However, Google Maps only works over WiFi. But, if you look up where you’re going on Google Maps while you’re in a WiFi zone and leave the Maps app open when you leave, the little blue dot will still tell you where you are, even without WiFi! Yes, I know I talked about this before, but important travel hacks bear repeating.
You can also download an offline map on Google Maps prior to your trip so that you can navigate without WiFi.
To do this, you’ll need a Gmail account. Go into your Maps app on your phone, click the three little horizontal lines in the top left hand corner, and sign in with your Gmail. Then, click “offline areas.” Once there, click “download offline area.” Then type in the name of the city you’re hoping to not get lost in. BOOM.
I also use the app MAPS.ME, which functions entirely offline. However, if you’re not going somewhere super popular, the app might have a hard time finding it unless you pre-load the address into the app before you leave the house. So like, if you wanted to find the nearest Starbucks on a whim, you could easily punch that into the app and figure it out. However, if you were supposed to meet your friend at Elegant Emily’s Family-Owned Teahouse, that’s probably something you needed to pre-load directions for before you left.
5. Using your International SIM card for non-emergencies
When I’m in another country, I normally either just use WiFi when I happen to find it. This can be a pain in the ass, so this time, I decided to purchase a legitimate international SIM card and use that.
I was using OneSimCard, which I recommend because it automatically refills its balance when it dips under $10. This is handy feature because it won’t ever leave you stranded if you’re unable to top it up. It also won’t let you put more money on it after you’ve put $200 on it, which is another amazing feature for keeping you within your budget.
Having a SIM card while you’re traveling is great for knowing where you’re going and finding people you want to meet up with. However, I was doing dumb things like Snapchatting my heart out on the London Eye when I wasn’t connected to WiFi, just because I could. I hit the $200 limit in under a week in London, annnnnd then I couldn’t use it at all for the next three countries I was in. Whoops.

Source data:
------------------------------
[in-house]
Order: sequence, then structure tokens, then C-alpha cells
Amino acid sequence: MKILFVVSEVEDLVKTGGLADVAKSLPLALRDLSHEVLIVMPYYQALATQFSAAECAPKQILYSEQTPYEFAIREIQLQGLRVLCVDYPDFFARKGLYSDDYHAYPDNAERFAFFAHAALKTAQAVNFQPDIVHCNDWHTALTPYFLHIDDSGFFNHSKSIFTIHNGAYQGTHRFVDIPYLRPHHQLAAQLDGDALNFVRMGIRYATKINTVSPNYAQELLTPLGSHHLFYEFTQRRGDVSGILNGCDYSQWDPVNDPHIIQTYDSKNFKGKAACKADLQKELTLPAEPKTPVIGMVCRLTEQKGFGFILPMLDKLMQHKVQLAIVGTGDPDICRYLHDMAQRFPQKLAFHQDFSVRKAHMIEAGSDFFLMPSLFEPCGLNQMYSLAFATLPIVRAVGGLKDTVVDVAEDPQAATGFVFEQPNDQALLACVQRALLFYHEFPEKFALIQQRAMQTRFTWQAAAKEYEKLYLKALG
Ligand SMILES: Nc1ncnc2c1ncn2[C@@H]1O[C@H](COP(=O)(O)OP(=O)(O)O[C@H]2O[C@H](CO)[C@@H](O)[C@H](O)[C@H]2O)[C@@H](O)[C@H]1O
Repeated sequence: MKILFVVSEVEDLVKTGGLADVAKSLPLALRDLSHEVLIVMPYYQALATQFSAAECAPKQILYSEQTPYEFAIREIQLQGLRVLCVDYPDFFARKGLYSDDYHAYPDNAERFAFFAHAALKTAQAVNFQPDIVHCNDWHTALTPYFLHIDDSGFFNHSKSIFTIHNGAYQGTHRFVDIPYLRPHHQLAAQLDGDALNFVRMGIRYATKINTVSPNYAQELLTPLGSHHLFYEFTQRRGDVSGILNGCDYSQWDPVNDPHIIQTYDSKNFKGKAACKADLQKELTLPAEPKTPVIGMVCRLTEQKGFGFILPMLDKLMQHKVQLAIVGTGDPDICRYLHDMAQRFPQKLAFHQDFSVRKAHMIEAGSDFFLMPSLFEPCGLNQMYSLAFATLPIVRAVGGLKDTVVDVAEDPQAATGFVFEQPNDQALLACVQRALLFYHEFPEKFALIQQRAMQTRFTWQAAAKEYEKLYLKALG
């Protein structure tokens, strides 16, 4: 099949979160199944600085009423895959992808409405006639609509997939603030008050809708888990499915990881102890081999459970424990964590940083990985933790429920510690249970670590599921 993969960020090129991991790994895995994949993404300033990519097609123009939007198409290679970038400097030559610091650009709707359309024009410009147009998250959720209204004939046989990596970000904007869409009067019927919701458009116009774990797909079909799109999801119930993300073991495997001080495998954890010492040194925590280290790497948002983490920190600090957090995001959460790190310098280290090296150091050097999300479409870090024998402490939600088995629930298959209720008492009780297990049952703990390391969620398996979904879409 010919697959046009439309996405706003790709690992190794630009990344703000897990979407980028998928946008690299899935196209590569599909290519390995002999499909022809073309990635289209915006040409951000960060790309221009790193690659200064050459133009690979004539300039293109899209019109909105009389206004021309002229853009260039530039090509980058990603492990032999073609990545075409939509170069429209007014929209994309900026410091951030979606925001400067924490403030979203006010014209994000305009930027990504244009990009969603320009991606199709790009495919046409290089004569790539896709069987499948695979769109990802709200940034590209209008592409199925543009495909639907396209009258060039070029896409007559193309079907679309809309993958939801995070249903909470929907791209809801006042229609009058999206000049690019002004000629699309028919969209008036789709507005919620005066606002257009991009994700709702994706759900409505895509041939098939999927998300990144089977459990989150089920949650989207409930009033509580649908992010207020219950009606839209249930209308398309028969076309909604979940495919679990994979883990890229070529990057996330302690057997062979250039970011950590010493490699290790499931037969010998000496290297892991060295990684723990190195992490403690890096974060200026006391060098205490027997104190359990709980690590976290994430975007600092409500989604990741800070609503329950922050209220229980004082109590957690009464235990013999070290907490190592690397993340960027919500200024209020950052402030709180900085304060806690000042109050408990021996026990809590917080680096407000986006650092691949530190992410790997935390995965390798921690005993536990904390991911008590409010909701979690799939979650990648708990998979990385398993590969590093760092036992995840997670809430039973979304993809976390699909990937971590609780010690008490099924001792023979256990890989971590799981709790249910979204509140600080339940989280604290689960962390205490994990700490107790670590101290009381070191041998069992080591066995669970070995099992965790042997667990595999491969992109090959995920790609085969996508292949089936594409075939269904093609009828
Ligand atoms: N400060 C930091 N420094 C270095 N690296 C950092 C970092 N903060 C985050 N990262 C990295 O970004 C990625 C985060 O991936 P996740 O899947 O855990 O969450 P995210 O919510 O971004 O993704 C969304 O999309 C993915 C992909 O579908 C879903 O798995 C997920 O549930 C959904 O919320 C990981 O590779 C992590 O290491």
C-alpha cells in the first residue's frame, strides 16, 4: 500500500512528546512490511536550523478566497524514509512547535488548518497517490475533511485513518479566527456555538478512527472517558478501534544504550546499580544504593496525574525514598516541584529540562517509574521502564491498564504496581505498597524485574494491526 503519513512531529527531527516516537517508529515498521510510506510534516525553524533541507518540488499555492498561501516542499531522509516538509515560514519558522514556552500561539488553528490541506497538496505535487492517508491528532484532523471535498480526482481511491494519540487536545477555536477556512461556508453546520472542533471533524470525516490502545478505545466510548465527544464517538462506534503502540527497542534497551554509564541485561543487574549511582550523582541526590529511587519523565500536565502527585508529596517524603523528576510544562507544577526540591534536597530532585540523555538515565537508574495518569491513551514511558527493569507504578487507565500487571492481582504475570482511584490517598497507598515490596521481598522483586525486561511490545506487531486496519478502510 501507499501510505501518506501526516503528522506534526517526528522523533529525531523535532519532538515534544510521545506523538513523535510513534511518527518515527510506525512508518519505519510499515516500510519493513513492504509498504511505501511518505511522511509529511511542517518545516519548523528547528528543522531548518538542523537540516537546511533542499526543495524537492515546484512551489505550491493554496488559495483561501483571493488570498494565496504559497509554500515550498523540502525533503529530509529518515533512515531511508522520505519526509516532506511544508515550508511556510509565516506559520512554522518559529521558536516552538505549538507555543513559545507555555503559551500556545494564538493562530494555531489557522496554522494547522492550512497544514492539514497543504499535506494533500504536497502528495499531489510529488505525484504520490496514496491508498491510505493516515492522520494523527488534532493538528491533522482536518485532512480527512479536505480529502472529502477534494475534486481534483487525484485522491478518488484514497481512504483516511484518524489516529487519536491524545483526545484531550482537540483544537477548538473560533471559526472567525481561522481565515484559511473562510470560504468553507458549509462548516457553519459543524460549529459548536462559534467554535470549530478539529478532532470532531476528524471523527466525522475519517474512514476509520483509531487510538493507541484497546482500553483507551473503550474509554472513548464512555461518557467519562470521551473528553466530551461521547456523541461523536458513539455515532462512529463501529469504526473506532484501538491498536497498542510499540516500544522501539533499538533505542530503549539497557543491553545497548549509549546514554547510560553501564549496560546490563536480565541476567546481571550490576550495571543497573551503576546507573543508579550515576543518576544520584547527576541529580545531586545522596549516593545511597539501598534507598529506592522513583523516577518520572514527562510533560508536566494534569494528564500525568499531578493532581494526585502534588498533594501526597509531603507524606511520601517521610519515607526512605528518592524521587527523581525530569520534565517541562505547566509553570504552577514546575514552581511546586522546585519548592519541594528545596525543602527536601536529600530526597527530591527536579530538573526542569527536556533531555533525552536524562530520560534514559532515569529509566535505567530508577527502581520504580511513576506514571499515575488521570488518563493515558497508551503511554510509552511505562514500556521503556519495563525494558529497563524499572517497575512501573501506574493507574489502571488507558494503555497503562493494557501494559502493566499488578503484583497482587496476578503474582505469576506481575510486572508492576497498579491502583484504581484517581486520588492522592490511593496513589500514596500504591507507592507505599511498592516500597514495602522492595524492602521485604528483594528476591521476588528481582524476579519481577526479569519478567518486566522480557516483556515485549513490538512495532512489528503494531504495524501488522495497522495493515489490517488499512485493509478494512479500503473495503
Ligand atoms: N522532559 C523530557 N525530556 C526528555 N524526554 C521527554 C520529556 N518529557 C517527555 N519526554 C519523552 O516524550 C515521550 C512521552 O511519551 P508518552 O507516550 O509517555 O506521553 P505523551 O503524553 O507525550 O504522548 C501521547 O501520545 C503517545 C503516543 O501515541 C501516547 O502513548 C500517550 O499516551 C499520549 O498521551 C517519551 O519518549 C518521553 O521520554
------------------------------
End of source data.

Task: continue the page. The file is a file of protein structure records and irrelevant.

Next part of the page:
6. Not leaving enough time to catch your flight
There’s a million little things you have to account for when catching a flight. Maybe the security line is moving extra slow that day. Maybe you’ll be randomly selected for a screening and it will take a super long time. YOU NEVER KNOW.
So, because of all these potential factors, especially if it’s an international flight, it’s smart to get to the airport obscenely early.
When I went to London in 2015, my friends and I flew out of Stansted Airport. We nearly missed our flight because we got there only an hour because our flight was supposed to depart, the airport was packed, the lines were long, and the people at security were taking every single passenger’s luggage and thoroughly searching it. The only reason we didn’t miss our flight is it was luckily delayed half an hour. That’s like the only time ever a flight being delayed is “lucky.”
Now, since this was my only experience at Stansted, you’d think that when Katie and I flew from Stansted to Budapest, I would have thought to leave for the airport at least four hours prior to my flight.
Welp, I did not.
We got there about an hour before our flight was set to leave, and exactly the same thing happened. The airport was completely packed, and the security line was so long that Katie and I literally looking at other countries near Hungary we could fly to on the cheap. Spoiler alert: there were none.
After finally going through security, we ran through the airport in our socks, clutching our shoes and jackets to our chests. And guess what? Our flight was half an hour delayed again, and we made it just in time. Yeee!
When we were leaving Budapest five days later, we checked out of our hostel at 8 a.m. when we had a 12:30 flight, just in case something happened. Which, of course, it did. Which brings me to…
7. Not being prepared for transportation…and therefore missing it
One time in Barcelona in 2016, I was supposed to take a 7-hour train ride to Vitoria Gasteiz at 5 a.m.
So, naturally, when 3 a.m. rolled around, I still hadn’t packed. That’s the first time I ever missed a train.
It’s a good idea to pack the night before you travel. But here’s the thing, even when you do that and leave super early, stuff just happens sometimes, and you have to prepare for it.
Katie and I left four hours early for our flight from Budapest to Milan. In those four hours, we bought the wrong ticket, missed the stop, had to hop a fence, ended up in the wrong part of the airport – and still made it to our flight on time. You can read all about that adventure here.